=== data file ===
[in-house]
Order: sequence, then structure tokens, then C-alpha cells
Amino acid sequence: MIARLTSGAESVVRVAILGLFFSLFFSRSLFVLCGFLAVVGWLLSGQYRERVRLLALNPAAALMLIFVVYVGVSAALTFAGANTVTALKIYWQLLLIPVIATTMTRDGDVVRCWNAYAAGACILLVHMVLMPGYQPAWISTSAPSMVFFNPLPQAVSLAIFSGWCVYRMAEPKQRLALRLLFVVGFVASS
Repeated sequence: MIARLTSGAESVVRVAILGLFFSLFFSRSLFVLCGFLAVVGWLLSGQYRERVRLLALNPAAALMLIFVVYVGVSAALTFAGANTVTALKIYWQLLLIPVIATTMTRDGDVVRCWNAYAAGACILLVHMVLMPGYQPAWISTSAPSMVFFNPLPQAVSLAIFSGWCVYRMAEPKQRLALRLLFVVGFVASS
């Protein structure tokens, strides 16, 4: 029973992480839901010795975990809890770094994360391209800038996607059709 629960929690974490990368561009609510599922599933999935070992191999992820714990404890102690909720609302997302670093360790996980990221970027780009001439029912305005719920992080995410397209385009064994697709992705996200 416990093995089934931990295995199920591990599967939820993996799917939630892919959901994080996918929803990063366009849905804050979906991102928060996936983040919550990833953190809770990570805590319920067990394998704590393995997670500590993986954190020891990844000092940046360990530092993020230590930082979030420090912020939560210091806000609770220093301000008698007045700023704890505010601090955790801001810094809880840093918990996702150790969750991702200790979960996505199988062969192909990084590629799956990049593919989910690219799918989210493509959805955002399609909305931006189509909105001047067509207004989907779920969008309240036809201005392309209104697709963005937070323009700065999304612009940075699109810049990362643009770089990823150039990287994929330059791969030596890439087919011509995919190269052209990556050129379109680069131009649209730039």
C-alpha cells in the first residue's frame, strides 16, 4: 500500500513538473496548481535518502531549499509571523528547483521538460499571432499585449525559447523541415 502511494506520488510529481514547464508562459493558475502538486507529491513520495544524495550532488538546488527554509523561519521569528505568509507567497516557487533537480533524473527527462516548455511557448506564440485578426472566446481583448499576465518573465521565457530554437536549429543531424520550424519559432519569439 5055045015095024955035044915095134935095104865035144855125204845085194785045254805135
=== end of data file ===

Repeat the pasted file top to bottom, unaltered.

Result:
[in-house]
Order: sequence, then structure tokens, then C-alpha cells
Amino acid sequence: MIARLTSGAESVVRVAILGLFFSLFFSRSLFVLCGFLAVVGWLLSGQYRERVRLLALNPAAALMLIFVVYVGVSAALTFAGANTVTALKIYWQLLLIPVIATTMTRDGDVVRCWNAYAAGACILLVHMVLMPGYQPAWISTSAPSMVFFNPLPQAVSLAIFSGWCVYRMAEPKQRLALRLLFVVGFVASS
Repeated sequence: MIARLTSGAESVVRVAILGLFFSLFFSRSLFVLCGFLAVVGWLLSGQYRERVRLLALNPAAALMLIFVVYVGVSAALTFAGANTVTALKIYWQLLLIPVIATTMTRDGDVVRCWNAYAAGACILLVHMVLMPGYQPAWISTSAPSMVFFNPLPQAVSLAIFSGWCVYRMAEPKQRLALRLLFVVGFVASS
């Protein structure tokens, strides 16, 4: 029973992480839901010795975990809890770094994360391209800038996607059709 629960929690974490990368561009609510599922599933999935070992191999992820714990404890102690909720609302997302670093360790996980990221970027780009001439029912305005719920992080995410397209385009064994697709992705996200 416990093995089934931990295995199920591990599967939820993996799917939630892919959901994080996918929803990063366009849905804050979906991102928060996936983040919550990833953190809770990570805590319920067990394998704590393995997670500590993986954190020891990844000092940046360990530092993020230590930082979030420090912020939560210091806000609770220093301000008698007045700023704890505010601090955790801001810094809880840093918990996702150790969750991702200790979960996505199988062969192909990084590629799956990049593919989910690219799918989210493509959805955002399609909305931006189509909105001047067509207004989907779920969008309240036809201005392309209104697709963005937070323009700065999304612009940075699109810049990362643009770089990823150039990287994929330059791969030596890439087919011509995919190269052209990556050129379109680069131009649209730039």
C-alpha cells in the first residue's frame, strides 16, 4: 500500500513538473496548481535518502531549499509571523528547483521538460499571432499585449525559447523541415 502511494506520488510529481514547464508562459493558475502538486507529491513520495544524495550532488538546488527554509523561519521569528505568509507567497516557487533537480533524473527527462516548455511557448506564440485578426472566446481583448499576465518573465521565457530554437536549429543531424520550424519559432519569439 5055045015095024955035044915095134935095104865035144855125204845085194785045254805135